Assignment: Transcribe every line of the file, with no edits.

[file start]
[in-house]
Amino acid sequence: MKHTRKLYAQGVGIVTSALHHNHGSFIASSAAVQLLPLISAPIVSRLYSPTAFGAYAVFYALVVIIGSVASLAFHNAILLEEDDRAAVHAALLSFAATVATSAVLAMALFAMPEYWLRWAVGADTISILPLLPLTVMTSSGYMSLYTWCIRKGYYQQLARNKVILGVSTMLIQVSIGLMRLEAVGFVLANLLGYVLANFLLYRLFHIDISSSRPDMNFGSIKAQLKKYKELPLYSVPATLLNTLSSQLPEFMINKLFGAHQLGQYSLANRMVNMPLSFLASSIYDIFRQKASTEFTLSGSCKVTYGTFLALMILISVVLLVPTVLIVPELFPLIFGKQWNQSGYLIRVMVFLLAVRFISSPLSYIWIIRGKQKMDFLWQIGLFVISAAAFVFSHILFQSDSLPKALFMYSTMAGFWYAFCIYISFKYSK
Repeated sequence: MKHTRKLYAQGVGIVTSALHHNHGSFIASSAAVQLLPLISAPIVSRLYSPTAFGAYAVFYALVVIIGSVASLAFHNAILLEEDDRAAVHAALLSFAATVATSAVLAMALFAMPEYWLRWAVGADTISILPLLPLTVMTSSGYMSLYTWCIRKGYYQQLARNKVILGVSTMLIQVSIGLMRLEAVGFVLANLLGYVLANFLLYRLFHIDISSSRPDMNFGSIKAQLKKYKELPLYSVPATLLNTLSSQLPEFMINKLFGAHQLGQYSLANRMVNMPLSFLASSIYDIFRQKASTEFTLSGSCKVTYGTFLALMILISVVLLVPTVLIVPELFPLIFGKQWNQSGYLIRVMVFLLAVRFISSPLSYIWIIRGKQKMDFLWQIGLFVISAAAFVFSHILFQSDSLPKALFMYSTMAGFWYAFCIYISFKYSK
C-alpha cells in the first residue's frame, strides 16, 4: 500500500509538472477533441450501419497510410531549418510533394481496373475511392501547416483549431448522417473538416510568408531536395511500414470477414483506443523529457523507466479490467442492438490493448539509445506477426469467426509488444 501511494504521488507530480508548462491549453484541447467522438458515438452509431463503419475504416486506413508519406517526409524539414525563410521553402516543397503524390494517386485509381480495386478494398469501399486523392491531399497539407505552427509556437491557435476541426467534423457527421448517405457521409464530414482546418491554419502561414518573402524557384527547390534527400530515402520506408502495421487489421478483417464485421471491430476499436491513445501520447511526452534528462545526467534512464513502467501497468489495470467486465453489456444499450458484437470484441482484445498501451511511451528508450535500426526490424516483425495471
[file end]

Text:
[in-house]
Amino acid sequence: MKHTRKLYAQGVGIVTSALHHNHGSFIASSAAVQLLPLISAPIVSRLYSPTAFGAYAVFYALVVIIGSVASLAFHNAILLEEDDRAAVHAALLSFAATVATSAVLAMALFAMPEYWLRWAVGADTISILPLLPLTVMTSSGYMSLYTWCIRKGYYQQLARNKVILGVSTMLIQVSIGLMRLEAVGFVLANLLGYVLANFLLYRLFHIDISSSRPDMNFGSIKAQLKKYKELPLYSVPATLLNTLSSQLPEFMINKLFGAHQLGQYSLANRMVNMPLSFLASSIYDIFRQKASTEFTLSGSCKVTYGTFLALMILISVVLLVPTVLIVPELFPLIFGKQWNQSGYLIRVMVFLLAVRFISSPLSYIWIIRGKQKMDFLWQIGLFVISAAAFVFSHILFQSDSLPKALFMYSTMAGFWYAFCIYISFKYSK
Repeated sequence: MKHTRKLYAQGVGIVTSALHHNHGSFIASSAAVQLLPLISAPIVSRLYSPTAFGAYAVFYALVVIIGSVASLAFHNAILLEEDDRAAVHAALLSFAATVATSAVLAMALFAMPEYWLRWAVGADTISILPLLPLTVMTSSGYMSLYTWCIRKGYYQQLARNKVILGVSTMLIQVSIGLMRLEAVGFVLANLLGYVLANFLLYRLFHIDISSSRPDMNFGSIKAQLKKYKELPLYSVPATLLNTLSSQLPEFMINKLFGAHQLGQYSLANRMVNMPLSFLASSIYDIFRQKASTEFTLSGSCKVTYGTFLALMILISVVLLVPTVLIVPELFPLIFGKQWNQSGYLIRVMVFLLAVRFISSPLSYIWIIRGKQKMDFLWQIGLFVISAAAFVFSHILFQSDSLPKALFMYSTMAGFWYAFCIYISFKYSK
C-alpha cells in the first residue's frame, strides 16, 4: 500500500509538472477533441450501419497510410531549418510533394481496373475511392501547416483549431448522417473538416510568408531536395511500414470477414483506443523529457523507466479490467442492438490493448539509445506477426469467426509488444 501511494504521488507530480508548462491549453484541447467522438458515438452509431463503419475504416486506413508519406517526409524539414525563410521553402516543397503524390494517386485509381480495386478494398469501399486523392491531399497539407505552427509556437491557435476541426467534423457527421448517405457521409464530414482546418491554419502561414518573402524557384527547390534527400530515402520506408502495421487489421478483417464485421471491430476499436491513445501520447511526452534528462545526467534512464513502467501497468489495470467486465453489456444499450458484437470484441482484445498501451511511451528508450535500426526490424516483425495471